Today’s Regulatory Mix:  FCC Demands Three More Companies Immediately Stop Facilitating Illegal Robocall Campaigns, Senators Urge FCC to Address Further National Security Risks, Ten-Digit Dialing Beginning October 24


FCC Demands Three More Companies Immediately stop Facilitating Illegal Robocall Campaigns

FCC Acting Chairwoman Jessica Rosenworcel announced the latest FCC action to combat illegal robocalls and spoofing campaigns that target consumers. The FCC’s Enforcement Bureau sent cease-and-desist letters to three network providers—Duratel, Primo Dialler, and PZ/Illum Telecommunication—demanding that these providers immediately cease originating illegal robocall campaigns on their networks, many of which originated overseas, and report to the Commission the concrete steps they are implementing to prevent a recurrence of these operations.

“We announced the formation of the agency’s Robocall Response Team with a clear message: bad actors beware,” said Rosenworcel. “These cease-and-desist letters should serve as a

warning sign to other entities that believe the FCC has turned a blind eye to this issue. We haven’t. Our latest action makes it clear to companies like these that we will intervene when necessary to protect American consumers. The FCC is putting its full force behind stopping these junk calls.”


Senators Urge FCC to Address Further National Security Risks

Five United States senators submitted a letter to acting FCC Chairwoman Jessica Rosenworcel yesterday urging action to address the national security risks posed by foreign companies that manage and service wireless phone networks.  The letter, signed by senators Chris Van Hollen (D., Md.), Richard Blumenthal (D., Conn.), Dick Durbin (D., Ill.), Ed Markey (D., Mass.) and Ron Wyden (D., Ore.), indicated that “It is a widespread practice in the wireless industry, particularly among small rural carriers, to outsource the installation and ongoing administration of networking technology to managed service providers, some of which are based in foreign countries. Many of these foreign service providers are subject to foreign surveillance laws, and as such, could be forced to abuse their access to U.S. networks to help foreign intelligence services spy on American subscribers. In addition to the threat of compelled surveillance assistance, we are also concerned by media reports suggesting that managed service providers may be partnering with for-profit surveillance companies, creating the possibility that these companies could provide their authoritarian clients with trusted access to U.S. telecommunications networks.” The senators further wrote that “There are currently no registration requirements for foreign managed service providers, meaning that no federal agency has data identifying which foreign firms are providing this sensitive function for U.S. wireless carriers. We urge the FCC to require wireless carriers to report their use of foreign managed service providers.”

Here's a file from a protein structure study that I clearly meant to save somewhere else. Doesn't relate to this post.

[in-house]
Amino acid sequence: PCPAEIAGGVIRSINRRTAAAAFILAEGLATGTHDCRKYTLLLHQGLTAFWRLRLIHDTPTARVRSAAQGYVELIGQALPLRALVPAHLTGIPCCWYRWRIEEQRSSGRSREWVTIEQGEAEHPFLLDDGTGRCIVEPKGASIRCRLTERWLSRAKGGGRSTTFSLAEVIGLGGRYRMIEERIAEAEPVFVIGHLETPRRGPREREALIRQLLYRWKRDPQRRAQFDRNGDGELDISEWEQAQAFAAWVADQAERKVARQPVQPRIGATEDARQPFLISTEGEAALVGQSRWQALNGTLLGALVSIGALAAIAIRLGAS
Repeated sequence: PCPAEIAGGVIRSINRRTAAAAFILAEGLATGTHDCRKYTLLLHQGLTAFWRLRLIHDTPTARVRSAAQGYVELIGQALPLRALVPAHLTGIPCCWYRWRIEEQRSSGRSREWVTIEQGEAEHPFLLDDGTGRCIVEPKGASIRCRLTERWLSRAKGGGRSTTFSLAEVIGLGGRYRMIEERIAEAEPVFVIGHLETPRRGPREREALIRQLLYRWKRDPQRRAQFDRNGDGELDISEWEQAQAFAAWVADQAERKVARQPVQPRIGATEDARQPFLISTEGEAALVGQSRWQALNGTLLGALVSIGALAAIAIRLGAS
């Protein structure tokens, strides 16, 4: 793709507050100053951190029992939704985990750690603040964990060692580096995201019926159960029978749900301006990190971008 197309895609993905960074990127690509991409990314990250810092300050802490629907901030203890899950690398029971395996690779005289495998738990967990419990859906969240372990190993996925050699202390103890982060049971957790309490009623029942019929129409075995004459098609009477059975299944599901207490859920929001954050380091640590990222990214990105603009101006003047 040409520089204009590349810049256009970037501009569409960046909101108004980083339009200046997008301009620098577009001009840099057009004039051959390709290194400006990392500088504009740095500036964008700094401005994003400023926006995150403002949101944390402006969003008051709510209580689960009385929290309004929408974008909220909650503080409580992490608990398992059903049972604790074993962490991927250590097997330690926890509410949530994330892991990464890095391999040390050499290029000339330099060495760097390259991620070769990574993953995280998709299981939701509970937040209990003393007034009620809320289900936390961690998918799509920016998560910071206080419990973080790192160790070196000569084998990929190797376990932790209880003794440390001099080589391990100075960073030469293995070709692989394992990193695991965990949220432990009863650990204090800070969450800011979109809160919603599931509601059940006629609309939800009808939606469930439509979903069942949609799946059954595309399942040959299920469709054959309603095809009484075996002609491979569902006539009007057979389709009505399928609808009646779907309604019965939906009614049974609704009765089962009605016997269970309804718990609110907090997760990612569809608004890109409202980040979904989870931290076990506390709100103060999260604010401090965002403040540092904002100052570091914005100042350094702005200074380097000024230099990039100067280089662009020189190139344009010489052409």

Ten-Digit Dialing Beginning October 24

In 2020, the FCC established “988” as the new, nationwide three-digit phone number for the National Suicide Prevention Lifeline. The new three-digit dialing code will be available nationwide by July 16, 2022. To help facilitate the creation of “988”, area codes that use “988” as a local exchange, or the first three digits of a seven-digit phone number, will need to use 10-digit dialing.

There are 82 area codes in 35 states and one U.S. territory that currently use “988” as their local exchange and allow seven-digit dialing. A local exchange is the first three numbers of a seven-digit telephone number. To prepare for implementation of using only “988” to connect callers to the Lifeline, these area codes must transition to ten-digit dialing for all calls, including local calls. Beginning on October 24, 2021, callers in these areas must dial ten digits (area code + telephone number) for all local calls.


The Regulatory Mix, Inteserra’s blog of telecom related regulatory activities, is a snapshot of PUC, FCC, legislative, and occasionally court issues that our regulatory monitoring team uncovers each day. Depending on their significance, some items may be the subject of an Inteserra Briefing.